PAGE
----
Mars 500: The simulation ends

Mars 500 mission
The Mars 500 facility, in a parking lot….Credit: ESA, Wikimedia Commons

It was, as so many jokingly put it, a real down-to-earth mission to Mars. As in, the mission never left Earth. Beginning June 3, 2010 and ending November 4, 2011, the Mars 500 mission took place in a facility at the Russian Academy of Science Institute of Biomedical Problems near Moscow, as a joint project of the European and Russian space agencies. Joking is easy but try looking at it this way: How would you like to step into a windowless room about as big as a studio apartment (12×66 ft or 3.6×20 m) and spend the next 520 days (18 months) with five other people, in this case all men, who until this experiment you’ve never met in your life?

Actually I’m not sure why this story was often treated by the media as something of a joke. Other than the obvious and unavoidable fiction of space travel while remaining on the ground, this was a serious experiment that cost over $15 million. The specially constructed facility, which included a simulated Mars Lander and an ‘external area’ that simulated the surface of Mars, was designed to maintain the isolation and confinement that would actually occur on a 500 day mission. The program included over 100 experiments, some requiring the use of spacesuits and there were many simulated ‘events’ that would typically be encountered by a real space flight. The six cosmonauts maintained communications with Earth, including with their families, but a transmission lag of up to 25 minutes was created, just as it would be on the 54 million kilometer flight.

It was not easy. In fact, all of the other attempts at doing something like this, including the expensive and widely hyped Biosphere II in Arizona (USA) were failures. Whether a mission to Mars was faked or you just put six people into a small space for a long time, the experience is grueling and potentially violent. It is already known that jealousy over workload and contact with loved ones was a problem among this crew.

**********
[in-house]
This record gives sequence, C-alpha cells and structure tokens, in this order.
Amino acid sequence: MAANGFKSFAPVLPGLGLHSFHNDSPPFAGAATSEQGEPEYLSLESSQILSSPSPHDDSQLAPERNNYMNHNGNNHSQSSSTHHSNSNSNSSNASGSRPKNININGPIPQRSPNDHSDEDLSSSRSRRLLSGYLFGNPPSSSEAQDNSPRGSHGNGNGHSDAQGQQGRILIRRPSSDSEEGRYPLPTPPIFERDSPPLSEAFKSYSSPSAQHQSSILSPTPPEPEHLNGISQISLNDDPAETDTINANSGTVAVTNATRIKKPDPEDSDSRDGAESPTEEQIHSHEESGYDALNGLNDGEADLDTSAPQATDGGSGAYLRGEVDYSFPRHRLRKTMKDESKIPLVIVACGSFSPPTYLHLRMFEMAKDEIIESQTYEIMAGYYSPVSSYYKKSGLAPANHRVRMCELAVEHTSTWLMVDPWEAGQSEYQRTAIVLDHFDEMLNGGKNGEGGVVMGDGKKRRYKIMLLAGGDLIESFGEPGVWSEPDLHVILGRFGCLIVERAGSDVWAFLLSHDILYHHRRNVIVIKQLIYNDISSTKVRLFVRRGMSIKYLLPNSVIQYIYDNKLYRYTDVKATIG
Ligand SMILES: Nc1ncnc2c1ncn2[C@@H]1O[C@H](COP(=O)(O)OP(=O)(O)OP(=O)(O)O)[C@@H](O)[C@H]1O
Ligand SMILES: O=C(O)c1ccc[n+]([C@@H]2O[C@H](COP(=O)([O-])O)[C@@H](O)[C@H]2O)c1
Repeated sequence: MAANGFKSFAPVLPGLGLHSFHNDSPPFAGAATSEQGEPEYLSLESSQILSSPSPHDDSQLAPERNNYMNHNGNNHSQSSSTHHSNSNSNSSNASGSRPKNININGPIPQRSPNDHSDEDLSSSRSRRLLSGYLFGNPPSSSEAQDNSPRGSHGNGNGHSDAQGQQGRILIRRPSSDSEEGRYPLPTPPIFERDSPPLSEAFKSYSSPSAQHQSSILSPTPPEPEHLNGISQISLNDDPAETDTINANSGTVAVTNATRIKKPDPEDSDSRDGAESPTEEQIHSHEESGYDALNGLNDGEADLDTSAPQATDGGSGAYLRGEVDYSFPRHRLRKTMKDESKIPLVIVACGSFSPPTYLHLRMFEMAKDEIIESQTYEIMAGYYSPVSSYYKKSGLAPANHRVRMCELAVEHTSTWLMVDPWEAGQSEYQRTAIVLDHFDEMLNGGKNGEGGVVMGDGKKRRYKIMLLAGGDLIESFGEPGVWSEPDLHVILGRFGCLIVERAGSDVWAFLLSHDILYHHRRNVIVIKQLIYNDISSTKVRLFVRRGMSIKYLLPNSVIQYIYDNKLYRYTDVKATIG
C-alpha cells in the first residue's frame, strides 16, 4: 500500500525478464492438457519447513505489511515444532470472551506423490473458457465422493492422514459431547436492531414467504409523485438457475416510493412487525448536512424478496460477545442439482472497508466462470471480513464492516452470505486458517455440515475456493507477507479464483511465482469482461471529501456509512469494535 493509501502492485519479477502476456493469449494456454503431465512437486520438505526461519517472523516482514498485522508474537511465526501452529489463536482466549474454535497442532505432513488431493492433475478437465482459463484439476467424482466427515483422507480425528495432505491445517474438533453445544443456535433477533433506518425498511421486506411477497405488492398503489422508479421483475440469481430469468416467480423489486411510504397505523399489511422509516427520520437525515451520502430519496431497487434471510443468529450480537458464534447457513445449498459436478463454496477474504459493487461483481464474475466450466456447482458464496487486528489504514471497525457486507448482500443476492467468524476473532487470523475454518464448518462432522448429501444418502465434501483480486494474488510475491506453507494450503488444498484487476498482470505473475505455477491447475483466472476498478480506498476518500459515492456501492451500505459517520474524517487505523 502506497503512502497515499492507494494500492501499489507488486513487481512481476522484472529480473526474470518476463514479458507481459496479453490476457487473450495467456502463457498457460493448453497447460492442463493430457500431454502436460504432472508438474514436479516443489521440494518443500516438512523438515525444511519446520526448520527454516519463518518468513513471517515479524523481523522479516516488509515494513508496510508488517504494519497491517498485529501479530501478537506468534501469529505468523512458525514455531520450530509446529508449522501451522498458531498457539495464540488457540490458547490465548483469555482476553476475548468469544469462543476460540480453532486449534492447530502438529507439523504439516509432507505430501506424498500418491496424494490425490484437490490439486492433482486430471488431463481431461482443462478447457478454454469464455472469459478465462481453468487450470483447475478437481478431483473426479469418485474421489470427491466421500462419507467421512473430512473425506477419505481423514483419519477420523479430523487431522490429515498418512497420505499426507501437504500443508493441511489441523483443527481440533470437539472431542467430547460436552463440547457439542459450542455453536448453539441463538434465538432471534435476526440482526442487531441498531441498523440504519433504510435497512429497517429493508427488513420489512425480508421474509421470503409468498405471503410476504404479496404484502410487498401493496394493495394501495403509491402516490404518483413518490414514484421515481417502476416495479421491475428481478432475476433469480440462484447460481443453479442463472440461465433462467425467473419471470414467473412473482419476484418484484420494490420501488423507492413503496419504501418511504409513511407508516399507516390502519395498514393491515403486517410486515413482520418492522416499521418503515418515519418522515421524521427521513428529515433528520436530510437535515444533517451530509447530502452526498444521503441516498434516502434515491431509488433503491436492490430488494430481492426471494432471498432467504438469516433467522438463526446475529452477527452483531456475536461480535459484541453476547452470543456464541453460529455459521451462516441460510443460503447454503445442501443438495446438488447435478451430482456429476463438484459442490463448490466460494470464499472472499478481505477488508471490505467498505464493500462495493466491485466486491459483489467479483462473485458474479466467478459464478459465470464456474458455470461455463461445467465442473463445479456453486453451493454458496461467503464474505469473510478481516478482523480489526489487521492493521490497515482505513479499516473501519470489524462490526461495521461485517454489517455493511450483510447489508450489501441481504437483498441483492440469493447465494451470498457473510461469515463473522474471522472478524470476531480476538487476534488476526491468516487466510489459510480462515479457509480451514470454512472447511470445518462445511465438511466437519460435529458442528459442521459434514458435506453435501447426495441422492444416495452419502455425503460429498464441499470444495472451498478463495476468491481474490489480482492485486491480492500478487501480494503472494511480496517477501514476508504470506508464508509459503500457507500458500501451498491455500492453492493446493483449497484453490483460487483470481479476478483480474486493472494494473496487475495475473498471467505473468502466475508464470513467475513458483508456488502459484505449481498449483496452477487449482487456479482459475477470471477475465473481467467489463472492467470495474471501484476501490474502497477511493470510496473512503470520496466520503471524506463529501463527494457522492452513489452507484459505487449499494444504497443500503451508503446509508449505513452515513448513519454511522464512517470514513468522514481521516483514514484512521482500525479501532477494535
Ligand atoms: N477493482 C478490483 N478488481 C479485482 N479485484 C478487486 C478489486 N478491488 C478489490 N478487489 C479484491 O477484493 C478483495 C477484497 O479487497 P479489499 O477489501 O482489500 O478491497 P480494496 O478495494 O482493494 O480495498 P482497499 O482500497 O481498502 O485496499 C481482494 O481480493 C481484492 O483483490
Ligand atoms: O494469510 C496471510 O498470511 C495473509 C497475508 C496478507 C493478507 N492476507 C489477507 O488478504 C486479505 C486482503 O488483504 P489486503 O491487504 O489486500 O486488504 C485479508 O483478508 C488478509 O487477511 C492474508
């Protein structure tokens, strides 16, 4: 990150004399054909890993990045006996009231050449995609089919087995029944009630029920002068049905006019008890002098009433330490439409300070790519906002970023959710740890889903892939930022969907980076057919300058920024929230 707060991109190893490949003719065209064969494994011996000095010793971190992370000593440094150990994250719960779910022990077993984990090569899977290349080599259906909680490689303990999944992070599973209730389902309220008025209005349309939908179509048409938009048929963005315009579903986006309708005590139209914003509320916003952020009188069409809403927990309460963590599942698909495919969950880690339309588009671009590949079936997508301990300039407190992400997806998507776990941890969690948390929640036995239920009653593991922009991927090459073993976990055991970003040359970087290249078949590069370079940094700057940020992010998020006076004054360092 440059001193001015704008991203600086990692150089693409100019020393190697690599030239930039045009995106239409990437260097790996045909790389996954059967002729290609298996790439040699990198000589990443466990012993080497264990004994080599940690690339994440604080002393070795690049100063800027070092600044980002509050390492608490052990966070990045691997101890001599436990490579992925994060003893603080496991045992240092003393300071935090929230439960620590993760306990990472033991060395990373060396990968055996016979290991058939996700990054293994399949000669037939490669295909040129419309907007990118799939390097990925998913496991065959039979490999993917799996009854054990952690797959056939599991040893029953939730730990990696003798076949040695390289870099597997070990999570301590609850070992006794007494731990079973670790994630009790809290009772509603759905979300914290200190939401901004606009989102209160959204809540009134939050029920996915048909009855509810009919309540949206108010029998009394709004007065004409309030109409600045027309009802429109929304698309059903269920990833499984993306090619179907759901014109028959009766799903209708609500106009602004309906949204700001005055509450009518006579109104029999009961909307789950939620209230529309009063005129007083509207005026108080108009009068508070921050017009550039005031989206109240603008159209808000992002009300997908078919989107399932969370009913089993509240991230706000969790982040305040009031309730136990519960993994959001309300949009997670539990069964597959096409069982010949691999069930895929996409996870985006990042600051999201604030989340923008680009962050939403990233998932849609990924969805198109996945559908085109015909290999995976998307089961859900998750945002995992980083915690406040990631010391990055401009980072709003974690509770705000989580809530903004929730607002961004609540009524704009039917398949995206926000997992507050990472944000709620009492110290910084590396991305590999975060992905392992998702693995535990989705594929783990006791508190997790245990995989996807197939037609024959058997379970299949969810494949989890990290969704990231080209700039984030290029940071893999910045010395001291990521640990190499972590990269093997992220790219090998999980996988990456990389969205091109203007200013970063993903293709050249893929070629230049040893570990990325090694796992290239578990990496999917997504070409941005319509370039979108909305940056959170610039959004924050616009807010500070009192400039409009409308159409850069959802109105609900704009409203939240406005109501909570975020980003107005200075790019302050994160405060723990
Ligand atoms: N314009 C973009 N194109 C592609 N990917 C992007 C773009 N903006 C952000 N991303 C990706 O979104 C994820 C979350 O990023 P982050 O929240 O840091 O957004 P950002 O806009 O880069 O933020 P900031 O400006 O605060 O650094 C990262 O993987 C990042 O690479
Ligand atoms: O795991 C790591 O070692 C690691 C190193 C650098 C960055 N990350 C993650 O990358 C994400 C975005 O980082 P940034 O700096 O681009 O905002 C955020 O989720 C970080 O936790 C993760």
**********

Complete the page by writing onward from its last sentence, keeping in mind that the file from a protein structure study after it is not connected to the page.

It will be interesting to read what was learned from the experiment. We know that part of conquering the vast distances involved with interplanetary travel is overcoming boredom and the inevitable stresses of living in close quarters. Much has been learned from the navies of the world, especially those on submarine duty, but the situation in space – and especially the very long duration of travel in an unrelenting and extremely hostile environment – is different. How different, we have yet to learn. This experiment was part of the process of learning, for example, fatigue and lack of motivation were part of the difficulties encountered.

It is not accidental that the Russians spearheaded Mars 500. Almost from the beginning of the so-called ‘space race’ with the United States back in the 1950’s, the Russians placed greater emphasis on the human aspects than their counterparts at the U.S. space agency, NASA. This included, early on, extensive experiments and observation of psychological factors and later with social and cultural factors. Outside of weightlessness (microgravity) and the dangers of radiation in space, psychological and physical problems may be the most important in these long flights.

The six men who participated, three Russian, and one each Italian, French and Chinese were paid $100,000 for the duration. They also spent over a year in preparation. When they stepped out of the facility modules on November 4, they were pale but healthy. Officially, they said they were ready to go on the next mission. The next mission may well be even more ambitious – a similar experiment aboard the International Space Station, where microgravity is real.

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